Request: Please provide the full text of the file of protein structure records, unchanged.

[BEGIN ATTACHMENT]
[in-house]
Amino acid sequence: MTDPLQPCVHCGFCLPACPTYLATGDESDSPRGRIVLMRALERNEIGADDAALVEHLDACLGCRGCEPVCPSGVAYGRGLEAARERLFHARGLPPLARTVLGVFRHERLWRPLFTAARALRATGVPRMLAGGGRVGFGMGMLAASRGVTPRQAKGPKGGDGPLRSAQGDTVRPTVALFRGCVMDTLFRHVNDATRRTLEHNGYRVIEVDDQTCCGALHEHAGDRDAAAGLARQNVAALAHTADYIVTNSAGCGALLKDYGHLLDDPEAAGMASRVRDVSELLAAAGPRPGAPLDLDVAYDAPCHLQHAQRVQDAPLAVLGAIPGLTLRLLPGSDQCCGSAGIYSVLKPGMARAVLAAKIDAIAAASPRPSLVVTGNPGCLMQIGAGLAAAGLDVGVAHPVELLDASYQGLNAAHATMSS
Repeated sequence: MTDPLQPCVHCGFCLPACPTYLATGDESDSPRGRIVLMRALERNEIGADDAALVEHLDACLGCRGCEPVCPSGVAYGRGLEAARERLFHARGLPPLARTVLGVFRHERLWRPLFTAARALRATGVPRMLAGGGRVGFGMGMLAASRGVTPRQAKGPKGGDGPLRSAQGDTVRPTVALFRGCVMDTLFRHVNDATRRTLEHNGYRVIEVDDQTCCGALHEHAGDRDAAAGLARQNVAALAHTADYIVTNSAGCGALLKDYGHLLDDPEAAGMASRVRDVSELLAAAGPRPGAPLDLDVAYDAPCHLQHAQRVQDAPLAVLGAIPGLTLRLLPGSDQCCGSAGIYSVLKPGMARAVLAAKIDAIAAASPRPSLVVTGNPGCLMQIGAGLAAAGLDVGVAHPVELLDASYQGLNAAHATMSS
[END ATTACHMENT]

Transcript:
[in-house]
Amino acid sequence: MTDPLQPCVHCGFCLPACPTYLATGDESDSPRGRIVLMRALERNEIGADDAALVEHLDACLGCRGCEPVCPSGVAYGRGLEAARERLFHARGLPPLARTVLGVFRHERLWRPLFTAARALRATGVPRMLAGGGRVGFGMGMLAASRGVTPRQAKGPKGGDGPLRSAQGDTVRPTVALFRGCVMDTLFRHVNDATRRTLEHNGYRVIEVDDQTCCGALHEHAGDRDAAAGLARQNVAALAHTADYIVTNSAGCGALLKDYGHLLDDPEAAGMASRVRDVSELLAAAGPRPGAPLDLDVAYDAPCHLQHAQRVQDAPLAVLGAIPGLTLRLLPGSDQCCGSAGIYSVLKPGMARAVLAAKIDAIAAASPRPSLVVTGNPGCLMQIGAGLAAAGLDVGVAHPVELLDASYQGLNAAHATMSS
Repeated sequence: MTDPLQPCVHCGFCLPACPTYLATGDESDSPRGRIVLMRALERNEIGADDAALVEHLDACLGCRGCEPVCPSGVAYGRGLEAARERLFHARGLPPLARTVLGVFRHERLWRPLFTAARALRATGVPRMLAGGGRVGFGMGMLAASRGVTPRQAKGPKGGDGPLRSAQGDTVRPTVALFRGCVMDTLFRHVNDATRRTLEHNGYRVIEVDDQTCCGALHEHAGDRDAAAGLARQNVAALAHTADYIVTNSAGCGALLKDYGHLLDDPEAAGMASRVRDVSELLAAAGPRPGAPLDLDVAYDAPCHLQHAQRVQDAPLAVLGAIPGLTLRLLPGSDQCCGSAGIYSVLKPGMARAVLAAKIDAIAAASPRPSLVVTGNPGCLMQIGAGLAAAGLDVGVAHPVELLDASYQGLNAAHATMSS